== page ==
1. The ConDem cut Education funding £6Billion a year from 2015 to 2020. £30Billion. Libdem promised they would support education and reneged. Nick Clegg lied. Now taking £Millions at Facebook. Europe Facebook rep. More fraud and corruption.

    UK Gov has not increased funding in line with inflation and cost of living rises.

    The Scottish Gov had to mitigate the cuts and increase Education spending in Scotland. To support the pupils and students.

    The (unionists) councils muck up education education policies and try not to follow guidelines.

    Scotland has one of the best education systems in the world. The highest education population on all statistics. More unis and colleges in the world (pro rata)

    The Scottish education system would be even better without Westminster Gov gross interference in Scottish matters.


  2. The rich in power do not want people educated past the three R’s. An educated population are just trouble for far right wing regimes such as the one in London. There must be a graph somewhere showing what the priorities of the different governments in the UK are and what they spend the peoples’ money on.

    Tory manifesto. In work poverty, othering, reduction of and underfunding essential services, removal of human rights, out of work destitution and despair, the sheeple fighting amongst themselves, high streets with empty shops, communities destroyed, us and them, curtsy to your betters, high crime rates, foodbanks short of food, selling off the last few public services left, sewage ridden drinking water, all orchestrated by the lying scheming rich troughers taking from the public purse, in government, in London.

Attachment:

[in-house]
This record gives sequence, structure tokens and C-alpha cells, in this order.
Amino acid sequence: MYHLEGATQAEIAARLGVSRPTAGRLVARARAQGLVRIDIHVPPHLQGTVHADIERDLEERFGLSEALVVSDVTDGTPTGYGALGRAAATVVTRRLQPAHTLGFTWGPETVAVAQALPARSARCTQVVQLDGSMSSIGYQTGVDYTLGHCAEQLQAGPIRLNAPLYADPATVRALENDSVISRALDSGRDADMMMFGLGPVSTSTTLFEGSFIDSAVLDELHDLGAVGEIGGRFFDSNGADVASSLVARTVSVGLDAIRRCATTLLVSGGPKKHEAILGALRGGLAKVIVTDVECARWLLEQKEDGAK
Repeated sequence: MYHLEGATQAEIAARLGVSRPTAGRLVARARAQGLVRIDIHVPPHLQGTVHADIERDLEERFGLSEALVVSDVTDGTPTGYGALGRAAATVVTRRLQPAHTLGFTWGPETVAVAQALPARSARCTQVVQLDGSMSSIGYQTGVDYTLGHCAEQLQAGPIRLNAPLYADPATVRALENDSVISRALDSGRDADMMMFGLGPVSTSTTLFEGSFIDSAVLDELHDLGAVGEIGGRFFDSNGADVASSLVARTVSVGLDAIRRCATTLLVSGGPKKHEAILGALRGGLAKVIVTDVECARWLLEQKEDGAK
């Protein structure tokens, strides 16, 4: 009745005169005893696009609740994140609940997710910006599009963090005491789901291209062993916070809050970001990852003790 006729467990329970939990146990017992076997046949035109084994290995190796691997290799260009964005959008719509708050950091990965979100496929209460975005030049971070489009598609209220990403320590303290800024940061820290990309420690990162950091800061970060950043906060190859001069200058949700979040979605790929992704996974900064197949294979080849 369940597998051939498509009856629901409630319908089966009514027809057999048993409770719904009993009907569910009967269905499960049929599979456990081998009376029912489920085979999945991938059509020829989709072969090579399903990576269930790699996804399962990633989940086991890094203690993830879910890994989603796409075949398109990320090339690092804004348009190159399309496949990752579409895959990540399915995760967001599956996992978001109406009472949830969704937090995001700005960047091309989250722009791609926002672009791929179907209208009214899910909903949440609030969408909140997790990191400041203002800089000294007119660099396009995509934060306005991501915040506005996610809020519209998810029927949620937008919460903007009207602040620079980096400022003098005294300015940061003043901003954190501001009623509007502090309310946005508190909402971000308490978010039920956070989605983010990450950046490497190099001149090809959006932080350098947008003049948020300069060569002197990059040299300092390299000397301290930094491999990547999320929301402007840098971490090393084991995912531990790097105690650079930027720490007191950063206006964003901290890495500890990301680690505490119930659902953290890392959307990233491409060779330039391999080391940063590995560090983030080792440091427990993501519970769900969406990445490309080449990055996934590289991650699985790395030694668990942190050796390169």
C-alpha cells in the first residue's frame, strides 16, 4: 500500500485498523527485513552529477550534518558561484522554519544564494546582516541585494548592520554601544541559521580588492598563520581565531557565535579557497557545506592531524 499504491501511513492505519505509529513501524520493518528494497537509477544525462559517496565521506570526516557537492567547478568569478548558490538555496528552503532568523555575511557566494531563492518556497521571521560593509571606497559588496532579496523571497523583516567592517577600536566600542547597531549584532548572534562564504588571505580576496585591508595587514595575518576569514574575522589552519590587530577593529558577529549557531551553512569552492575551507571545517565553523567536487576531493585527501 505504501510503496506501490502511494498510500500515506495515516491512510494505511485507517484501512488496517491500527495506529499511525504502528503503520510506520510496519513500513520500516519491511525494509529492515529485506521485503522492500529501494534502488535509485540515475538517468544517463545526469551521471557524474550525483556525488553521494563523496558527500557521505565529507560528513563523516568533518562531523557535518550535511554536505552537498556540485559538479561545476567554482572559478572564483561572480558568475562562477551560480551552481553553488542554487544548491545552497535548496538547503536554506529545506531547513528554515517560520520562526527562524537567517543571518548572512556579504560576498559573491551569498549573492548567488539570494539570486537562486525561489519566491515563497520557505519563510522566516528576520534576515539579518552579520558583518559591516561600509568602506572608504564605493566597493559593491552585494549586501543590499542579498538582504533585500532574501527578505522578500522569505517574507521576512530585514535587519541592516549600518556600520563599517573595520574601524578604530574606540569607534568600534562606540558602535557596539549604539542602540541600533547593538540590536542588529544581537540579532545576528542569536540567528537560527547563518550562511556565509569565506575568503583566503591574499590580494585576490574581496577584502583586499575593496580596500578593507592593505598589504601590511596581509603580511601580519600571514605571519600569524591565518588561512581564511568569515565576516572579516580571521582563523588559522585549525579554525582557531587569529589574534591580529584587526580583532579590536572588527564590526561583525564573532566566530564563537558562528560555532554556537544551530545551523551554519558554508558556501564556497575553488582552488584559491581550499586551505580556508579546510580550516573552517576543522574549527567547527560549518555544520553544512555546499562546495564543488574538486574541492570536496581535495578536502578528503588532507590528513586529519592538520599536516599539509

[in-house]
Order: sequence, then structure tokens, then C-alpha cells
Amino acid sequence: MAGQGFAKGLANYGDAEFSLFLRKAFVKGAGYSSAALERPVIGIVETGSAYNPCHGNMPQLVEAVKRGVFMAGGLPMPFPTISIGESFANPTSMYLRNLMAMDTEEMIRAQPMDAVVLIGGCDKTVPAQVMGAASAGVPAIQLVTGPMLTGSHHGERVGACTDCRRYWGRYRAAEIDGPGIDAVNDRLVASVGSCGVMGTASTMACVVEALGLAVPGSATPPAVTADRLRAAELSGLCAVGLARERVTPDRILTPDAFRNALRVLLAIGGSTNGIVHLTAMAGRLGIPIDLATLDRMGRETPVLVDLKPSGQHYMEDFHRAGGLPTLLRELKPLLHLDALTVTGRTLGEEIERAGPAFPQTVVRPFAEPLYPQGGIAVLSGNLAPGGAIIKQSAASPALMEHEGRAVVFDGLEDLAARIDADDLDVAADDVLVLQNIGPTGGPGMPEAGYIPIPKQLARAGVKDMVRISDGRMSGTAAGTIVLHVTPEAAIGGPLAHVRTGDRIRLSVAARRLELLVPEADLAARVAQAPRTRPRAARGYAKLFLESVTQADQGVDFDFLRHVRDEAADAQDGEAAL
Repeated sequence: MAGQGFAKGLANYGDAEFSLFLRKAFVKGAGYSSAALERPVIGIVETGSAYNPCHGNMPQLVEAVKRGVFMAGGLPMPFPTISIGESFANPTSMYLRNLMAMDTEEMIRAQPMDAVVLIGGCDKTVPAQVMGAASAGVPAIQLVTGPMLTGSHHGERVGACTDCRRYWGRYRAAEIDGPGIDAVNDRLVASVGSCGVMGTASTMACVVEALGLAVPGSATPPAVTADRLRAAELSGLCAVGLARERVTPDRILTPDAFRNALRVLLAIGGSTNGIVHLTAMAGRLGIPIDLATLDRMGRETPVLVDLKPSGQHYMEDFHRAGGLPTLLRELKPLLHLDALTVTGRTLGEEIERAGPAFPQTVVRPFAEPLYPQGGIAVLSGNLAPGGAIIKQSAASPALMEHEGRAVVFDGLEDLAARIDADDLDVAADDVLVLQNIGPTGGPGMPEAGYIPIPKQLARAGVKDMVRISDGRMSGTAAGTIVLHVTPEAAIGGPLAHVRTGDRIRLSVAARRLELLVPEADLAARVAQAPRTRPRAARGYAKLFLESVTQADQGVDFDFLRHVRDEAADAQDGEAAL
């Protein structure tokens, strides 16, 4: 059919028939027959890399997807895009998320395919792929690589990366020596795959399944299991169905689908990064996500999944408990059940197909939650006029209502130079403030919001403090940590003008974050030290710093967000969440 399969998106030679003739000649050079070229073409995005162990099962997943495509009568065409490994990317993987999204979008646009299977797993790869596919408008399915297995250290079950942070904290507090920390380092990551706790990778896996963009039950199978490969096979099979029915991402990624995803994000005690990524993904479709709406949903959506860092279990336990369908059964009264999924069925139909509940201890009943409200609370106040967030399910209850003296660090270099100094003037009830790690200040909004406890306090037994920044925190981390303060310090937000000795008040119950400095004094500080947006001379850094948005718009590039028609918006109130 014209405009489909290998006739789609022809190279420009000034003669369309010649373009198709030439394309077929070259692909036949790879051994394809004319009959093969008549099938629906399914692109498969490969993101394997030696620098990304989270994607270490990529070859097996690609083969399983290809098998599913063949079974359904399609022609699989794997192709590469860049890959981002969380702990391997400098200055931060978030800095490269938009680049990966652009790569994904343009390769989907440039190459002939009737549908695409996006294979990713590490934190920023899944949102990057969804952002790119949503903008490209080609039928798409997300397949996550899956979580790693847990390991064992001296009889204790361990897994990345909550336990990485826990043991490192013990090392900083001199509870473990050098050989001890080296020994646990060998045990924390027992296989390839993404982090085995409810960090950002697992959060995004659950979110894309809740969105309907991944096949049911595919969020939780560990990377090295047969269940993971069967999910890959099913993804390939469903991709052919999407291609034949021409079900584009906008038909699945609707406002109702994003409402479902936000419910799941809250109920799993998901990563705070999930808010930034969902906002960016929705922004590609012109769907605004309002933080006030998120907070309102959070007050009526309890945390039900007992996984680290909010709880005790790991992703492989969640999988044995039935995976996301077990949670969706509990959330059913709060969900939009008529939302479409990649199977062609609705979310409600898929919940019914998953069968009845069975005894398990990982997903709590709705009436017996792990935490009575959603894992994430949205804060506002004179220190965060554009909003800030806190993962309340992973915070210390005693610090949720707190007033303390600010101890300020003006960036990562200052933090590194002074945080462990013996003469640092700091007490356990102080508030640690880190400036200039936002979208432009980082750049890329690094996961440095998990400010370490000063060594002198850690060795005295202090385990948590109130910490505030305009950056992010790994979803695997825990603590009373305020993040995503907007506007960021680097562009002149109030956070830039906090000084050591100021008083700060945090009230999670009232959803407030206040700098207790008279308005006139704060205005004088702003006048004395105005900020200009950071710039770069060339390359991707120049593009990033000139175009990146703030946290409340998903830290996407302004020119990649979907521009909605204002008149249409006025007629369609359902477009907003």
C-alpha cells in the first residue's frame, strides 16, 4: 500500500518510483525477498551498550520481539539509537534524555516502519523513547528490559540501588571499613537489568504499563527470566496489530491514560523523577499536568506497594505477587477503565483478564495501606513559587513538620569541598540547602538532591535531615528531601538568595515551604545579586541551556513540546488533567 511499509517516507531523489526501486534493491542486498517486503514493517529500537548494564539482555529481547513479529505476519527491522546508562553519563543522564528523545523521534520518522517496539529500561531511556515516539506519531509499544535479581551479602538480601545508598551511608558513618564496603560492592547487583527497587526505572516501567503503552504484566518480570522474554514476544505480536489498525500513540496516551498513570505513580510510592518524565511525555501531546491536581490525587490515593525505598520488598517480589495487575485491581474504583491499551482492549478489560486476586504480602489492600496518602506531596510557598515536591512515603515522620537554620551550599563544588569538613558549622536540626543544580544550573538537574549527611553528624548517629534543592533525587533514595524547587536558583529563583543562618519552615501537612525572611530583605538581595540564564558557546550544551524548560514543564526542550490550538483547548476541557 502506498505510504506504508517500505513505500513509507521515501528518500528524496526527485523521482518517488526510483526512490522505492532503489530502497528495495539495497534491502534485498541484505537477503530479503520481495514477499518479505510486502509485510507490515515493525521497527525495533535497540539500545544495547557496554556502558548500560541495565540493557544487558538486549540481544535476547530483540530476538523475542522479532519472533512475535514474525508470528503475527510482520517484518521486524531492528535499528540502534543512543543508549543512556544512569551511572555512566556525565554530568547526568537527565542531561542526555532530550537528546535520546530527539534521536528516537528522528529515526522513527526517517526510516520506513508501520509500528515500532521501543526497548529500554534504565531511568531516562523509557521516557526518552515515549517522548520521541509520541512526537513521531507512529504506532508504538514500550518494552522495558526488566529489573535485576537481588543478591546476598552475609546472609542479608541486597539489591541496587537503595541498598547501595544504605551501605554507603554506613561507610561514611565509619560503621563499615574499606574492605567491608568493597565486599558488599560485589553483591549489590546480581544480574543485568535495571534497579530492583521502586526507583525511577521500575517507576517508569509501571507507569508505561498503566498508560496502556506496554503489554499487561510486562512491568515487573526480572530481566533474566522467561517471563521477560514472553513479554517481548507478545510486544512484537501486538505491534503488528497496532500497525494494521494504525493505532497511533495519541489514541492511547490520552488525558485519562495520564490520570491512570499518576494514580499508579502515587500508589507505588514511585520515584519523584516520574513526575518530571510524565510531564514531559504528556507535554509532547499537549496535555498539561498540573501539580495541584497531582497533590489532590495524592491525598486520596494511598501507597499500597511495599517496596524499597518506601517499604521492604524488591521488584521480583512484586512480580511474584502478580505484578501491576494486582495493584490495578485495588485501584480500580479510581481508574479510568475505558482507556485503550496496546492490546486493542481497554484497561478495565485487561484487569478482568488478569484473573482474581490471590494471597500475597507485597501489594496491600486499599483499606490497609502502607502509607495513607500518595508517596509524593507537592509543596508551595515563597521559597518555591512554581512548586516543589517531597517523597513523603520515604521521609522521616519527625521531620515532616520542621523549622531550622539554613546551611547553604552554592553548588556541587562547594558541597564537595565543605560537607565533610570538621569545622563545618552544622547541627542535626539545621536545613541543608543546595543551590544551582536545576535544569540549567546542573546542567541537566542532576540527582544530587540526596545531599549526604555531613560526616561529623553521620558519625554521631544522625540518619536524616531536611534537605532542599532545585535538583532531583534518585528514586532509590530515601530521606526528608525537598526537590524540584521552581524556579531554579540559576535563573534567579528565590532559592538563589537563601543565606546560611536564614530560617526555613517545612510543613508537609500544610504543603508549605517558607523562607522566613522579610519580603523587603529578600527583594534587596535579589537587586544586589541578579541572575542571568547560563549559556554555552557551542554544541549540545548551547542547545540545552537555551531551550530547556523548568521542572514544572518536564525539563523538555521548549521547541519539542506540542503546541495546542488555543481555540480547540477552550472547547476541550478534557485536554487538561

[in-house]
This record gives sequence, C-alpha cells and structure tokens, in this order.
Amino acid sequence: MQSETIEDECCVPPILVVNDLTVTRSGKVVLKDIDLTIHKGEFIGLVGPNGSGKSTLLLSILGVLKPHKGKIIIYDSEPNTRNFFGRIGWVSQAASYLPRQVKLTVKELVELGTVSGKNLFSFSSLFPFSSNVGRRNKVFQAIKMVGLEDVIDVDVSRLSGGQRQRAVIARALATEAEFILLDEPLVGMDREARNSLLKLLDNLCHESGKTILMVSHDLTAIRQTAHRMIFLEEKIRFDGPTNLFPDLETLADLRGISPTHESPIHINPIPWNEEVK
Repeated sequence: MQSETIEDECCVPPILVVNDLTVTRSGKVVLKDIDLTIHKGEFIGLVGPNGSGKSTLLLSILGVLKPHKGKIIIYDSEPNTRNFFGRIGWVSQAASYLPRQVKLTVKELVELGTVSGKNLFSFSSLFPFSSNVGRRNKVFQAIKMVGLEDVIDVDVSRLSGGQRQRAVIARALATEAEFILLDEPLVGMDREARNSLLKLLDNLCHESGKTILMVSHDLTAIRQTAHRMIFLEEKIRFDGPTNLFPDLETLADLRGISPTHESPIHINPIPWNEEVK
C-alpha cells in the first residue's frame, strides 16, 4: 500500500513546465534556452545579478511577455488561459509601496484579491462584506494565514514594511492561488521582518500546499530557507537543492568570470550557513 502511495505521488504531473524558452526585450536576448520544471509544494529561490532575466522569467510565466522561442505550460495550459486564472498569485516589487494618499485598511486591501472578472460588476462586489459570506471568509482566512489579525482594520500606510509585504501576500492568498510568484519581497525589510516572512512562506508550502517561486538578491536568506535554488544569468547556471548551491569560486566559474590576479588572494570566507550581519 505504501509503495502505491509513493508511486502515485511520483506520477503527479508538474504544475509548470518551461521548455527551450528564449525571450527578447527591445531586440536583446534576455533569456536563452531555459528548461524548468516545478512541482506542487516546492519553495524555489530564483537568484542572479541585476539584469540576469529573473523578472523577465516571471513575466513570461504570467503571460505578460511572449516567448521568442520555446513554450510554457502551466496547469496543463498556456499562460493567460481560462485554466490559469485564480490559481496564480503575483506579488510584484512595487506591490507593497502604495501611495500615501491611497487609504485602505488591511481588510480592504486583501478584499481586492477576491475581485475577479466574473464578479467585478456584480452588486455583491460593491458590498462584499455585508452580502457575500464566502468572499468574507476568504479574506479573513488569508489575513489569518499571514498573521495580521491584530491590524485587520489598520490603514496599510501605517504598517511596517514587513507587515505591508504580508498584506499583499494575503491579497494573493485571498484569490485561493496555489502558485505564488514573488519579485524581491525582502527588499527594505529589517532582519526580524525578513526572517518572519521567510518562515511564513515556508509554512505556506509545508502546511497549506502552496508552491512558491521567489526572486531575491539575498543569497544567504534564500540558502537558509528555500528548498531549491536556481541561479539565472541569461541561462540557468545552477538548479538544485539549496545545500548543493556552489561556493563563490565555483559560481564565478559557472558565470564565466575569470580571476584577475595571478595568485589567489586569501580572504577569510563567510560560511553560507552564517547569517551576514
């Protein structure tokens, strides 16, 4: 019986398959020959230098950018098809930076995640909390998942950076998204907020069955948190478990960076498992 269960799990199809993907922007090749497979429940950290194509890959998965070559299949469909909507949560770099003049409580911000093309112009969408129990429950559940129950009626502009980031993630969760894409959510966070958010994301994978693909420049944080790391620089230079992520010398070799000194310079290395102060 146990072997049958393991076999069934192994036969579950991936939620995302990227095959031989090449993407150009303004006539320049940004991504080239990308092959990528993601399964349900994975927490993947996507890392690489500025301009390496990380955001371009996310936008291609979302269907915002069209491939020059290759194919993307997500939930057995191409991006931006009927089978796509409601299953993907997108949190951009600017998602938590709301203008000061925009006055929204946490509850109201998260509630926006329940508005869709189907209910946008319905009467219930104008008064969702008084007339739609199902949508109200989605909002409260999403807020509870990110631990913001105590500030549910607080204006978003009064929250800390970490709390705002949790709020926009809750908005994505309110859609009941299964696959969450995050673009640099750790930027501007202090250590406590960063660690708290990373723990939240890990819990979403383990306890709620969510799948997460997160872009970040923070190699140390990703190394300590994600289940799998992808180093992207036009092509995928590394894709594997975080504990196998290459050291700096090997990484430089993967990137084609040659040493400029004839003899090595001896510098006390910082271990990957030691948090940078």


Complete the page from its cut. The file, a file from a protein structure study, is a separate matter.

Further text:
Every time I hear the SNP or anyone else telling us how dreadful the cost of living crisis is, I just think, that’s totally perfect for those running the show, they love it! The UK is a cesspit of greed and rising inequality ruled by a corrupt cabal with dodgy pals in other corrupt regimes.

    I’m sick of the UK, it’s making people sick mentally and physically, Scotland has to get out of the backward UK before it’s too late to repair even more damage to Scotland.
    The SNP have made much progress, they should use some of the £20 million for independence campaign to design some posters showing the facts of Brexit, and one with the English cabal with both hands in Scotland’s pockets with a chain around the neck. It’ll take more than £20m to get the message drummed into peoples’ heids just what the alternative to independence will look like however.


    1. Interviewed today on Good Morning Scotland about Labour’s putative plans for the constitution, the party’s Scottish spokesperson was asked about the impact of Brexit on Scotland. She replied that many people in Scotland had voted for Brexit. When it was pointed out that a large MAJORITY in Scotland voted Remain, she simply said, ‘a lot of people voted for Brexit.’

      Can anyone tell me how democracy works?

      Liked by 2 people

  3. Great piece of research stewartb.!

    BBC RS news bulletin at 8am extra funding for victims of thalidomide from The Government

    BBC RS news summary just after 8.30 am extra funding for victims of thalidomide from The Scottish Government


  4. Tax revenues raised in Scotland £66Billion++ Potential to raise £Billions more with self governance,

    Scotland gets £41Billion back (Block Grant – Education/Health welfare system).

    £15Billion pays for Scottish (UK) Gov pensions and benefits, (comes from Scottish revenues). £46Billion. The Westminster Gov has £10Billion++ of Scottish revenues to waste on poor, bad decisions that do not benefit Scotland.

    Scotland loses £3Billion in tax evasion, Scotland cannot borrow, to pay for growth which would benefit and cover the cost. £6Billion (10%).